The issue of copyright comes up often in a school. Teachers want to use material in their lesson: newspapers, magazines, books, films, recordings, art, and so on. Often, they turn to the librarian for help on understanding Fair Use in the Library.
The best source for understanding Fair Use is the Library of Congress Copyright Office’s own information. Circular 21 summarizes the law about Fair Use. Download Circular 21 here. (pdf)
While it’s a relatively short document, just 24 pages, the section that you’ll want to read for books is even shorter, pages 5-7. The poster shows the main points of the Fair Use guidelines.
First, single copies are fine.
The problem is when multiple copies are reproduced for use in a classroom. In that case, there are three tests to apply, and some prohibited uses.
3 Tests of Fair Use
For reproduction that is allowed under Fair Use, there are 3 tests:
- The Spontaneity Test – Teacher just decided to use this material and doesn’t have time to request permission. Please try to locate the author’s email and ask permission.
- The Brevity Test – Short sections, usually less than 10%
- The Cumulative Effect Test – Copying is for only one course in the school; no more than 9 instances of such multiple copying for one course during one class term; no more than 3 from the same collective work during one class term.
Prohibited under Fair Use
The following instances of multiple copies are not allowed at all under Fair Use.
- Cannot be used to create or replace an anthology, compilation or collective works.
- Cannot copy from works intended to be consumable, such as workbooks,exercises, standardized tests, etc.
- Copying shall not substitute for the purchase of books or be repeated by the same teacher from term to term.
- Students cannot be charged.
Discussion of Fair Use Guidelines
We think the Spontaneity Test is one of the biggest changes in the last few decades. Thirty years ago, a teacher would have to write to the publicity or rights department of a publisher, hoping for an answer sometime this year. Today, however, teachers can easily find an author’s website and email them directly. Believe me, if I received a request from a teacher to use something from a book, I’d be included to give permission. If you asked to photocopy 100 copies of a color picture book, the answer is no. Emphatically. However, if you only want to photocopy one page for a class of 20 students, I’m likely to say yes. Authors want readers reading their work! Reasonable requests will likely be approved within minutes of your request. Be brave: Ask.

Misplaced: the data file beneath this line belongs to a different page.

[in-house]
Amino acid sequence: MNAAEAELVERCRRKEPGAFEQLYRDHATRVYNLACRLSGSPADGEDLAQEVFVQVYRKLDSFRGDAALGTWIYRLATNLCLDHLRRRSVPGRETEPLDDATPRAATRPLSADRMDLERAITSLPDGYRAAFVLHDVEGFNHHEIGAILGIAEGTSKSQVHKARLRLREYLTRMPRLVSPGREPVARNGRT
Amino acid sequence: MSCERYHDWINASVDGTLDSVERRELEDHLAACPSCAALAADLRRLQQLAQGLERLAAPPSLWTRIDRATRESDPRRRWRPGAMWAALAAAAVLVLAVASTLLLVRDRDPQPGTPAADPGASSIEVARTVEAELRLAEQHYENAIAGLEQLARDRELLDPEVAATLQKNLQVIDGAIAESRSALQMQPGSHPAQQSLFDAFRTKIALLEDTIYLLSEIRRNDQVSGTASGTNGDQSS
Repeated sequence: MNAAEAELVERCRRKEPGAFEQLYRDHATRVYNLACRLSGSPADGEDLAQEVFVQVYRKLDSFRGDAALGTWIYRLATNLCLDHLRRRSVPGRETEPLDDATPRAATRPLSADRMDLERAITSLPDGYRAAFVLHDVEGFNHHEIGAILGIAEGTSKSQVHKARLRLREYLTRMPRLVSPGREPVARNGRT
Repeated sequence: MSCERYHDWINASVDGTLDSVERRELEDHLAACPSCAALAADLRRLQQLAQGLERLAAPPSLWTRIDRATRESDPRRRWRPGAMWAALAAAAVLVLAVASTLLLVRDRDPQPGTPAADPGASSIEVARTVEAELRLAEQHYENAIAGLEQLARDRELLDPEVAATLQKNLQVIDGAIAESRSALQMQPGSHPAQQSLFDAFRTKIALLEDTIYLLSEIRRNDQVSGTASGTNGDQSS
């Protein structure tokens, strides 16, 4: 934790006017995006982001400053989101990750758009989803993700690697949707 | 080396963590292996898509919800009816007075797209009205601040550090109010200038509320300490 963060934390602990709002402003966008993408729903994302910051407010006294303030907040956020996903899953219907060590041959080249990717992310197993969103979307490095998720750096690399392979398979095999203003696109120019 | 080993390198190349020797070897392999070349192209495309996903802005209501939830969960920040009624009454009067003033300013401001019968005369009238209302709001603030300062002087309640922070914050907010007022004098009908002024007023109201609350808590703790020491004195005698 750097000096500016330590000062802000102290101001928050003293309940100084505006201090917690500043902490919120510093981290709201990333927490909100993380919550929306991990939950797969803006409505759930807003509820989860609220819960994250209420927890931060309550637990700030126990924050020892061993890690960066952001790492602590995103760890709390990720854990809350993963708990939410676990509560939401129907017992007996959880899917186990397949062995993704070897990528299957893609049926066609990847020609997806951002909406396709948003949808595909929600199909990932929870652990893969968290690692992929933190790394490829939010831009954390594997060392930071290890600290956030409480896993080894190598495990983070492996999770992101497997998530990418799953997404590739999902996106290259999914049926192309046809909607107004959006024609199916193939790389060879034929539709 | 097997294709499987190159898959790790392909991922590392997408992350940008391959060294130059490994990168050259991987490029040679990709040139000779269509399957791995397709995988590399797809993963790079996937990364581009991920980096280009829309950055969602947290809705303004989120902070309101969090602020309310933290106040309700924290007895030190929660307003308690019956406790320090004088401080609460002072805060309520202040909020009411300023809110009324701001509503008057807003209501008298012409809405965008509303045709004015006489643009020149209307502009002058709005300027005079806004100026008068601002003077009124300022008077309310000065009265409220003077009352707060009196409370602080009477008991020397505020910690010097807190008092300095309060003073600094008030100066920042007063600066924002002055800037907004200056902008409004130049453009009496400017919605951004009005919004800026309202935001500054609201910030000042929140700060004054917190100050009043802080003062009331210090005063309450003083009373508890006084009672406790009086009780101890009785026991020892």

In the above example, I said that a single page would likely be acceptable to an author. Brevity is indeed important to authors. If you photocopy a full color picture book, a) you’re paying a lot for paper and ink for a product that won’t last, b) you’ve deprived the author of income for those copies. One page versus 32 page is a crucial distinction.
The Cumulative Test is frustrating to some teachers. When they find a favorite author, are working on an author study unit and so on, it’s hard not to use material for multiple stories. For example, if you’re studying a contemporary author and want to read chapters from all of his/her books, you can only use copies from three books. No more. Again, think of the impact on the author’s income. It’s not just the loss from one sale, but from multiple sales.
These are tricky issues because schools, libraries and teachers have one overwhelming concern: cost. Besides quality education, the lack of funding is the biggest issue teachers face when looking for teaching materials. There may be an absolutely perfect book for a certain lesson, but there are no funds to buy it. Teachers spend too much of their own money on such purchases. Publishers and authors understand this problem and work to hold down costs. But it’s a Catch-22. We can’t afford to give away books; teachers can’t afford to buy them.
There’s no easy solution. But U.S. Copyright Law still says you can’t photocopy that work. The author’s copyright is the only thing that allows them to keep working on the next book. Without copyright protection, an author’s ability to make a living from their writing is lost. As a culture, we need to protect copyright to encourage more writers and artists of all kinds. It’s not easy in the short run; but in the long run, it’s good for society.
The following poster may be reproduced and used as needed. We suggest posting it in your library, teacher workroom, beside copy machines and so on. To save it, right-click and SaveAs.